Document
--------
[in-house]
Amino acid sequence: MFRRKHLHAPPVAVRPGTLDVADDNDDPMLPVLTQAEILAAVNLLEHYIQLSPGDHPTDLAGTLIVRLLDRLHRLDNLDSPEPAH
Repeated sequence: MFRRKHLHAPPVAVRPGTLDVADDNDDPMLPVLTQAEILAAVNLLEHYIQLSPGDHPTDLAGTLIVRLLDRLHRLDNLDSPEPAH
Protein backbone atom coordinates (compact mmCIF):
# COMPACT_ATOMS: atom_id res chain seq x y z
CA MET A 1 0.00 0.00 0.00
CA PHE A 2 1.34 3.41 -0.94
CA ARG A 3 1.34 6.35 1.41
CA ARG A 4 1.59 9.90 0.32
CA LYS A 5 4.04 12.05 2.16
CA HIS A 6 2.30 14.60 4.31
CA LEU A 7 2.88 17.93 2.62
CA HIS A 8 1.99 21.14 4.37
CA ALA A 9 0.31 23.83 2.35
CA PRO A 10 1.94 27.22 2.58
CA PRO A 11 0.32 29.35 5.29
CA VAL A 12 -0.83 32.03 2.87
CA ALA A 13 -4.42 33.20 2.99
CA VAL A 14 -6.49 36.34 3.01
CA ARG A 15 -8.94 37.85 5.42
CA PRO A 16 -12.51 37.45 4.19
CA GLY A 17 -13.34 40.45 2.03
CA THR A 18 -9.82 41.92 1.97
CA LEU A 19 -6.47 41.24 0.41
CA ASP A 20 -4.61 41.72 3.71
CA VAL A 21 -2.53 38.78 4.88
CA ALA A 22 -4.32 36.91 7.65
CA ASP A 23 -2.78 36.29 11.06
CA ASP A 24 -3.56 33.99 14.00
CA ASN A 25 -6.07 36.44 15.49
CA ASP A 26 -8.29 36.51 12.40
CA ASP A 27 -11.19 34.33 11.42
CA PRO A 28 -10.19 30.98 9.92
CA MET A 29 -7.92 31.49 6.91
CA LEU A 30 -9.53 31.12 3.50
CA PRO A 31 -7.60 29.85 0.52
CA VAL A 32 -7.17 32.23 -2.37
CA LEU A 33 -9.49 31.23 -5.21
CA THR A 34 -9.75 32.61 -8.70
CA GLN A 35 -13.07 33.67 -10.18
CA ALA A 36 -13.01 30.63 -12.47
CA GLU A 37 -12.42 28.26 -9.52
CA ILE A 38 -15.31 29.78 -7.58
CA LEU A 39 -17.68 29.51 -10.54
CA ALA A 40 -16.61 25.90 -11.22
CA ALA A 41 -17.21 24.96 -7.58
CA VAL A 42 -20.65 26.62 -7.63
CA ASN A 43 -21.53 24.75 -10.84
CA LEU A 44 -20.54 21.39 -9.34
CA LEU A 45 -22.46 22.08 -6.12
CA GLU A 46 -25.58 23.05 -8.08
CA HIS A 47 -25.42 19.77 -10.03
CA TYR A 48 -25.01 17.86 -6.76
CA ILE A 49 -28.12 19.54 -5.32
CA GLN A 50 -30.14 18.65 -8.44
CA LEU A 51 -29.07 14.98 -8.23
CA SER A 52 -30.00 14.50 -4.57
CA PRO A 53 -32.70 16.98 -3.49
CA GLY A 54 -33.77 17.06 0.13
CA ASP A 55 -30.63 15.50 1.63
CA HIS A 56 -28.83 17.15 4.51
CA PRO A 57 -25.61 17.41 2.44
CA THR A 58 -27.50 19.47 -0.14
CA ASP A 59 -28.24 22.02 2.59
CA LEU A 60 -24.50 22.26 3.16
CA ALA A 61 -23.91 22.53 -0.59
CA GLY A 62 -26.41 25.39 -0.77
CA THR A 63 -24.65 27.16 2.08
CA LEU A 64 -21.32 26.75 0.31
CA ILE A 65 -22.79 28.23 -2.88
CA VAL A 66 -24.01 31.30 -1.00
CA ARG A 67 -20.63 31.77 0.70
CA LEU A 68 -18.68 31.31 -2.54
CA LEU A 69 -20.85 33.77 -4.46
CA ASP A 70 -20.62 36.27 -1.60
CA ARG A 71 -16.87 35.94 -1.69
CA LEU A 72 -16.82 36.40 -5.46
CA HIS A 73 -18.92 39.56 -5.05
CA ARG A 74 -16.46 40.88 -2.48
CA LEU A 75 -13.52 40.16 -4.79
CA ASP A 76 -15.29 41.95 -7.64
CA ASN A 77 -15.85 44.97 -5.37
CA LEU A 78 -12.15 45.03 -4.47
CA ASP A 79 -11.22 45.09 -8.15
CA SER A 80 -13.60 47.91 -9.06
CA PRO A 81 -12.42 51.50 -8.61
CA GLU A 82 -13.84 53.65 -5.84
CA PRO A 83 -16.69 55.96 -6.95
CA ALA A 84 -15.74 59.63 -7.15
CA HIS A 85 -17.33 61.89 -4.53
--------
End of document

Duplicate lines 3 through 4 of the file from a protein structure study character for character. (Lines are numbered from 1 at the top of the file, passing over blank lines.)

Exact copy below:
Repeated sequence: MFRRKHLHAPPVAVRPGTLDVADDNDDPMLPVLTQAEILAAVNLLEHYIQLSPGDHPTDLAGTLIVRLLDRLHRLDNLDSPEPAH
Protein backbone atom coordinates (compact mmCIF):